Complex cataract surgeries
Providers in the sample billed for 66982, 66983 or 66984 when codes for less complex cataract procedures would have been more appropriate, the report says. RACs have since set their sights on claims for complex cataract surgeries that practices may have incorrectly coded or that are poorly documented.
In 2017, two RACs—Performant Recovery and Cotiviti—announced they’d be reviewing documentation for complex cataract surgery claims “to determine if Cataract Surgery meets Medicare coverage criteria, meets applicable coding guidelines, and/or is medically reasonable and necessary.” They’re looking at claims coded as 66982, 66983, and 66984, which requires documentation that the cataract procedure wasn’t routine.
To determine how your Medicare carrier defines medical necessity for 66982 and other complex cataract codes, you need to check your Local Coverage Determination (LCD). For example, Part B MAC CGS Administrators says it allows 66982 for conditions that necessitate the following:
- “Insertion of iris retractors through additional incisions
- Mechanical expansion of the pupil using hooks
- Creation of a sector iridectomy with subsequent suture repair of iris sphincter
- Use of a Malyugian ring and multiple iris sphincterotomies created with scissors.
- The need to support the lens implant with permanent intraocular sutures
- Placement of a capsular support ring necessary to allow secure placement of an intraocular lens
- Performance of pediatric cataract surgery with intraocular lens insertion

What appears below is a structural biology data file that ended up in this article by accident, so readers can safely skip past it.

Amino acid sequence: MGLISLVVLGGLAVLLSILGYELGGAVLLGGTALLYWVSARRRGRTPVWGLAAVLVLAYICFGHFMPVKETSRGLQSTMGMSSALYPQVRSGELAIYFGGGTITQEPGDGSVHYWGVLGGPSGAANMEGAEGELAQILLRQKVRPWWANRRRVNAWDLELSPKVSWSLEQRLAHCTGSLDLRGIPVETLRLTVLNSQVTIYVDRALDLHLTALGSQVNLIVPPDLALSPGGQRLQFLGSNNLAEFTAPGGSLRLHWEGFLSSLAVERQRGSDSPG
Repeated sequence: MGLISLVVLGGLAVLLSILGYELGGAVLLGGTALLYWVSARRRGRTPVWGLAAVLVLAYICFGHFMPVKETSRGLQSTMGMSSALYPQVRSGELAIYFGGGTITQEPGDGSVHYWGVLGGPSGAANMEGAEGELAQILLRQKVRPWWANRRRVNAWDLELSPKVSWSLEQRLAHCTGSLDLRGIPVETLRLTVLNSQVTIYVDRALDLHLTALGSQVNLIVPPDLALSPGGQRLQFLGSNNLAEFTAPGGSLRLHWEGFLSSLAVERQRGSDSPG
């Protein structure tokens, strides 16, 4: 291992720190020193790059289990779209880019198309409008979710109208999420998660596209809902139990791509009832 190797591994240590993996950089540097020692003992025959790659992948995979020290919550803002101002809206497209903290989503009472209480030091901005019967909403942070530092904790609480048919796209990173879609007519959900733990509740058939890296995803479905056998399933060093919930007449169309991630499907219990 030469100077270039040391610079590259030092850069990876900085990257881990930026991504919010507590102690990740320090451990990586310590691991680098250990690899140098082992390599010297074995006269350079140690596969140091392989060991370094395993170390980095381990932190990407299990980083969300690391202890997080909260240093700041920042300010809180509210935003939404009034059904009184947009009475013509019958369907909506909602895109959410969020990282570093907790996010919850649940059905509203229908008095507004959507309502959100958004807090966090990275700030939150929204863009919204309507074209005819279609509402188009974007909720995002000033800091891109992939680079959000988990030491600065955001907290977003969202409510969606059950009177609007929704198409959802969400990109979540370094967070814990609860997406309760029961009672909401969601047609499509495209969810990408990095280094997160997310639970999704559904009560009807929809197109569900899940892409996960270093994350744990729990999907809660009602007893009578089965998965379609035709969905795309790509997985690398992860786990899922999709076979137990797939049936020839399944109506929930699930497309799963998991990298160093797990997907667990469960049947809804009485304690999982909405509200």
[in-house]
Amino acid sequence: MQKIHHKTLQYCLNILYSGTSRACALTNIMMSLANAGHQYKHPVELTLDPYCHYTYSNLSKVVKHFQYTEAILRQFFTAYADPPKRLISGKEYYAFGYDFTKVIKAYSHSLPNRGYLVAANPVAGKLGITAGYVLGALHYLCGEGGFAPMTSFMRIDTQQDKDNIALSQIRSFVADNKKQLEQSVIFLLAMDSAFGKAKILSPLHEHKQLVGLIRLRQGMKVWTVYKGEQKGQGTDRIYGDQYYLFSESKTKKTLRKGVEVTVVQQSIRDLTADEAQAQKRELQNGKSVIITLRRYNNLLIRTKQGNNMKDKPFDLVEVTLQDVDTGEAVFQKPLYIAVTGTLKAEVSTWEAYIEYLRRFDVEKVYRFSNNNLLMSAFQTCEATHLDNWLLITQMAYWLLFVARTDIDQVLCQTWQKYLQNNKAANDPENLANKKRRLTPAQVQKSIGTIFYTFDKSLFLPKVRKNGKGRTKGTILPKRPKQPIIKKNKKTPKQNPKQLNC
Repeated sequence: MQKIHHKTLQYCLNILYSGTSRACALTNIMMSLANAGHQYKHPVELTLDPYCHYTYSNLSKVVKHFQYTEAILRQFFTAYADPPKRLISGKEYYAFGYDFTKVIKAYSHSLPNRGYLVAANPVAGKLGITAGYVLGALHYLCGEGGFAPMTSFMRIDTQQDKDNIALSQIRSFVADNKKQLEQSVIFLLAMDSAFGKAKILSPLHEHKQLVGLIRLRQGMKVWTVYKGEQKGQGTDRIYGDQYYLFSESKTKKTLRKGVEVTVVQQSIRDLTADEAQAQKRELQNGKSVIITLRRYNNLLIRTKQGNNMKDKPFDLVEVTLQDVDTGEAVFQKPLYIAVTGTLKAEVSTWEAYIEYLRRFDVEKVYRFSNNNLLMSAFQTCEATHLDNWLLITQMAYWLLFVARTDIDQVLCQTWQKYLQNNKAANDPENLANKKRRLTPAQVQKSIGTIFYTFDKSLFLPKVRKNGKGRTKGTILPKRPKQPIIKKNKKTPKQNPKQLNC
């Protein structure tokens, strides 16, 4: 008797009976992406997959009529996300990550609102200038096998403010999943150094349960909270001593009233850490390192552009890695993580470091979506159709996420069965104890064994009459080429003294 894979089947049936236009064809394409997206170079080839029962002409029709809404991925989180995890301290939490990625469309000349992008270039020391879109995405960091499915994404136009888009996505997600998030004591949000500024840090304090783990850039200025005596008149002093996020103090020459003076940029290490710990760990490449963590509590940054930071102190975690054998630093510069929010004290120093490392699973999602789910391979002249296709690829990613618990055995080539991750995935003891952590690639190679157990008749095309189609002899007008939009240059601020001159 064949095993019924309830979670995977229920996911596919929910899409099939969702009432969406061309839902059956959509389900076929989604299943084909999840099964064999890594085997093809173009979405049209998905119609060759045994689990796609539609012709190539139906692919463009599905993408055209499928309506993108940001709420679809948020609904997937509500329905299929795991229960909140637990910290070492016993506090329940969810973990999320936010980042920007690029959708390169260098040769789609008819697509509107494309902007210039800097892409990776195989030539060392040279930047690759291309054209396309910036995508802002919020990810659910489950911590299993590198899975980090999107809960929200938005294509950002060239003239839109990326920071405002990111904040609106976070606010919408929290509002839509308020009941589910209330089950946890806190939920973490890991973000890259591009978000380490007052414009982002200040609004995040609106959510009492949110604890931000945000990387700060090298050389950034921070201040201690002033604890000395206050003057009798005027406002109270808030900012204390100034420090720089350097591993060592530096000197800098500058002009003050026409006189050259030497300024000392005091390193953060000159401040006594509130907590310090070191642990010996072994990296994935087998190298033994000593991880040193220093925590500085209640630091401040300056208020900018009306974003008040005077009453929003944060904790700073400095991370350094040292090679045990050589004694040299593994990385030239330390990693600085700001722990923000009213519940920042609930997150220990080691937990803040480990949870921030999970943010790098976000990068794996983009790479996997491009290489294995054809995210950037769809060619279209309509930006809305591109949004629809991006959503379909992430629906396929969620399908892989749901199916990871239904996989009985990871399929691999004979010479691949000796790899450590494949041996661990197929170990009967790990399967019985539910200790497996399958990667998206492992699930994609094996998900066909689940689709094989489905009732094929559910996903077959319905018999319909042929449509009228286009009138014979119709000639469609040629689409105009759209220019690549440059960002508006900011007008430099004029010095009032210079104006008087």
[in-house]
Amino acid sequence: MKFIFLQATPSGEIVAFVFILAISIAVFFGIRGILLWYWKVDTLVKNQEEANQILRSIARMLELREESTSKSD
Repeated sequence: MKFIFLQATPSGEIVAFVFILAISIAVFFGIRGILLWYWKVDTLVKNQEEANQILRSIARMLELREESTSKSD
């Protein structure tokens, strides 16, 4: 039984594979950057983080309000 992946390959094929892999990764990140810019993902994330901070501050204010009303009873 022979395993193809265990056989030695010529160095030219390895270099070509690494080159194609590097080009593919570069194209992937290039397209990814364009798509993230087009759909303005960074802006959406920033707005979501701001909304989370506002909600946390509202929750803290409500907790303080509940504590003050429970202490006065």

- Use of intraocular dyes (e.g. trypan blue or indocyanine green) to stain the lens capsule in the setting of a mature cataract.”
The OIG report describes billing problems associated with the following modifiers:
22— (Increased procedural service)
24— (Unrelated evaluation and management service by the same physician or other qualified health care professional during a postoperative period)
25—(Significant, separately identifiable evaluation and management service by the same physician or other qualified health care professional on the day of a procedure or other service)
For example, an ophthalmology practice might use modifier 25 is when a doctor performs an E/M service in addition 65205 (Removal of foreign body, external eye; conjunctival superficial). CCI bundles FBR removals in with E/M services, but modifier 25 unbundles them. To report modifier 25 in this kind of encounter, the note must document why the physician found it necessary to do an E/M service (history, exam, medical decision making) in addition to the FBR.
Reminder: Doing an internal audit in your ophthalmology practice or hiring an external auditor to review your claims is an important part of your compliance plan. When you do an audit, it’s crucial that you define the scope before the audit. After, educate providers about what you find during the audit to correct future problems, Buckholtz stresses.